The Riverton City Council, minus Lars Baker, listened to a presentation Tuesday night. (Ernie Over photo)
(Riverton, Wyo.) – Six months ago the Riverton City Council turned down a proposal to look into establishing temporary merchant licenses for individuals or firms doing door-to-door sales in the city. Then the weather warmed up and the complaints began began to pour into city hall and the police department. First it was a team of folks selling vacuum cleaners, and more recently, individuals going door-to-door with cleaning products. In both instances, the sales folks were quite aggressive and seemed not to take “no” for an answer. On Tuesday night, the city council reversed itself and instructed staff to begin looking at how these itinerant merchants can be identified and tracked.
Mary Ellen Christensen brought up the topic after she said she had received complaints voiced to her from constituents and from overhearing complaints from citizens who came to City Hall.
“I think there is an issue out there,” she said Tuesday night. “It’s a public safety issue on many different levels. I don’t want to stop free enterprise, but want to regulate it a bit. We should know who is out there. ”
The Ward 2 city council member said the city should have some basic information on who is in the city selling door-to-door at the minimum.
Fellow Ward 2 Councilor Todd Smith said when the issue was first brought up he opposed it, and although his stance on that has not changed, “I’m not opposed to discussing the issue. I’m opposed to the idea of regulation,” he said. “I’d be for a no fee approach if we proceed, but I’m not in support of more regulation of business.”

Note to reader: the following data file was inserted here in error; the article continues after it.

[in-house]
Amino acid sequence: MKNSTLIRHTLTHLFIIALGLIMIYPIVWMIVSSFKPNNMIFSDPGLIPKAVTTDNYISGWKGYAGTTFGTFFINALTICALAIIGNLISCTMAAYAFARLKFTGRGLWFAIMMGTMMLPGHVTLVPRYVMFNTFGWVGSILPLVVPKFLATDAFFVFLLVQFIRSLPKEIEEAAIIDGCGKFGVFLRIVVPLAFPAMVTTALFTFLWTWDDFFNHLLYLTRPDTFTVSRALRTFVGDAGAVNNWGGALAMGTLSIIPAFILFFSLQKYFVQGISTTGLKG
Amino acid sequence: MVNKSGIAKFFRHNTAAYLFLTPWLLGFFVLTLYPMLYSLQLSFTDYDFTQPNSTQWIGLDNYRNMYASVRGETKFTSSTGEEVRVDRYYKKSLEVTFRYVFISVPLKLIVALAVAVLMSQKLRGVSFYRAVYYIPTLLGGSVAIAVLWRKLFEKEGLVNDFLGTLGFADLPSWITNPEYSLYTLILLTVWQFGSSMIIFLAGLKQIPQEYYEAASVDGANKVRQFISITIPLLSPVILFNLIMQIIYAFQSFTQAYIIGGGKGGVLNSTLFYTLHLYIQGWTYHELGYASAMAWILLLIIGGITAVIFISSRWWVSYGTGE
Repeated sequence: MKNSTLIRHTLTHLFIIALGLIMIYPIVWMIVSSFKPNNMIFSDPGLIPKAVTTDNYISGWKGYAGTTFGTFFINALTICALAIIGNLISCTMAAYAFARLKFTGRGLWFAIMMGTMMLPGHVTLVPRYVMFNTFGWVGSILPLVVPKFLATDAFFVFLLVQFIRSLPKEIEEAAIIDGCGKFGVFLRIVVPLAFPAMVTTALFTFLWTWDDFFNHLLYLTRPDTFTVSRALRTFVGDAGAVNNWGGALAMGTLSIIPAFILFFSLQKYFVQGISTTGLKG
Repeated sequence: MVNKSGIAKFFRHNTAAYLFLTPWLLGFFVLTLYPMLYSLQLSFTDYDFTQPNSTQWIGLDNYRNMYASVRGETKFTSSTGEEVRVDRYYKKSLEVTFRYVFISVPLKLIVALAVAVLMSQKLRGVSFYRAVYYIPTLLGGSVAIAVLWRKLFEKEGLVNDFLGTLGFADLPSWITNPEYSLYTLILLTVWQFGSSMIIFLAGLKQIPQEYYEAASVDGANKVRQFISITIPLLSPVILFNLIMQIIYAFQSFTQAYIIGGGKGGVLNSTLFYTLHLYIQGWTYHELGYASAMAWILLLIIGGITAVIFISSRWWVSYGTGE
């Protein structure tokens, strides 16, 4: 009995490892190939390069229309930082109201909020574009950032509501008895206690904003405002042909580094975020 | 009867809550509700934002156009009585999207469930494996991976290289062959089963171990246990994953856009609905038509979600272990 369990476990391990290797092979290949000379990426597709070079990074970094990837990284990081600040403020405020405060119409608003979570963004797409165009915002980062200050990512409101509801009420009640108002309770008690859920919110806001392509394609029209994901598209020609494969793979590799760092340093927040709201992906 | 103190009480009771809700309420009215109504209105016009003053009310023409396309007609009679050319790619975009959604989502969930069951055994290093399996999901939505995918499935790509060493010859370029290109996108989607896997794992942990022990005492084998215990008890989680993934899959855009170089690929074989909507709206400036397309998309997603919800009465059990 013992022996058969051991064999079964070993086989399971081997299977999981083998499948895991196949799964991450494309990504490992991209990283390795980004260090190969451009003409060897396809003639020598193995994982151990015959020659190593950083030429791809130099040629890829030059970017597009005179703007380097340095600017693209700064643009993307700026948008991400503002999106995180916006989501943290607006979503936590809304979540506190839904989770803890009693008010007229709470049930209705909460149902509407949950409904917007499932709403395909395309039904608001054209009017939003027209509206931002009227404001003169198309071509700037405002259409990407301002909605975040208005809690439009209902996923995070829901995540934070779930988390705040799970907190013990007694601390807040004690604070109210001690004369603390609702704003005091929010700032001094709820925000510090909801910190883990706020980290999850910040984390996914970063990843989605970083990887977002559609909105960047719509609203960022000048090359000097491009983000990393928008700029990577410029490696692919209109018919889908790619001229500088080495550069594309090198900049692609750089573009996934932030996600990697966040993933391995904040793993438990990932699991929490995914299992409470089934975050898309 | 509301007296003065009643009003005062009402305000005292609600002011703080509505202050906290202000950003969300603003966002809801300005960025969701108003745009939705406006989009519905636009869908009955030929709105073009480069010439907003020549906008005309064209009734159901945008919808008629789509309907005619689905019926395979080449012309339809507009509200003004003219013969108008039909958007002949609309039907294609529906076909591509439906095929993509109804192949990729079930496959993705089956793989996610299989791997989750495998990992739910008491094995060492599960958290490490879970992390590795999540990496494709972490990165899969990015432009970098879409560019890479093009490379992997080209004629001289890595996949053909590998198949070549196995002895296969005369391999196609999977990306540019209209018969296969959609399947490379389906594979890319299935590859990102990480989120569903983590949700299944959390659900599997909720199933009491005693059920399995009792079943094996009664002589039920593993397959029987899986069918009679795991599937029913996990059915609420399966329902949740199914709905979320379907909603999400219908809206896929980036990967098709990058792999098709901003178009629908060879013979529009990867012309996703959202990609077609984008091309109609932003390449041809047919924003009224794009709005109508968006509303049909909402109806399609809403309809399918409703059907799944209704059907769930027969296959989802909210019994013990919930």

Councilor Jonathan Faubion thought a good approach might be to have residents post no soliciting signs on their homes. “There’s a fine that would go along with that if people ignore the signs. We need to put some teeth in there to recognize a sign rather than have someone come to city hall and sign up for a no knock list.
The city’s Community Development Director Sandy Luers said rules set down for contractors are also being applied to door-to-door sales people at the current time. “We have them pay a small fee ($50), we obtain their business or Federal ID number, we get a name of a contact person and the list of the people who will be out selling. We also get their liability insurance information and if they have workers comp, and we check to see if their business is in good standing, but that’s all.”
But that registration was developed for contractors, not itinerant merchants.
Ward 3 Councilor Richard Gard said he didn’t want to get the Boy Scouts, Girl Scouts or a civic organization to where they had to pay a fee. “I would have to agree on the far side of let the buyer beware is a far better process,” he said. “I will run with Jonathan (Faubion) and Todd (Smith) on this. If we exact a fee, we ought to perform a service, otherwise no fee.”
Mayor Ron Warpness said a $50 fee is not huge, “but if you are selling magazines or such that’s a lot.” Warpness also said , “it is appropriate to know who is in the community.”
Police Chief Mike Broadhead said his department does receive complaints, “but we don’t track those after your guidance earlier this year,” he said. “I’m concerned with older folks who don’t have the wherewithal to withstand a pressure approach.” Broadhead said that from a crime approach, “people who are from out of town are not accountable to anyone.” For example, he said if someone going door to door in a neighborhood finds multiple residences where no one is at home, “that can be an inviting target to take advantage of.” He said the RPD is not getting a rash of residential burglaries “but that threat is out there and we should do something reasonable to find out who these folks are.”
Ultimately, the council voted to direct the staff to investigate the issue further and report back with recommendations.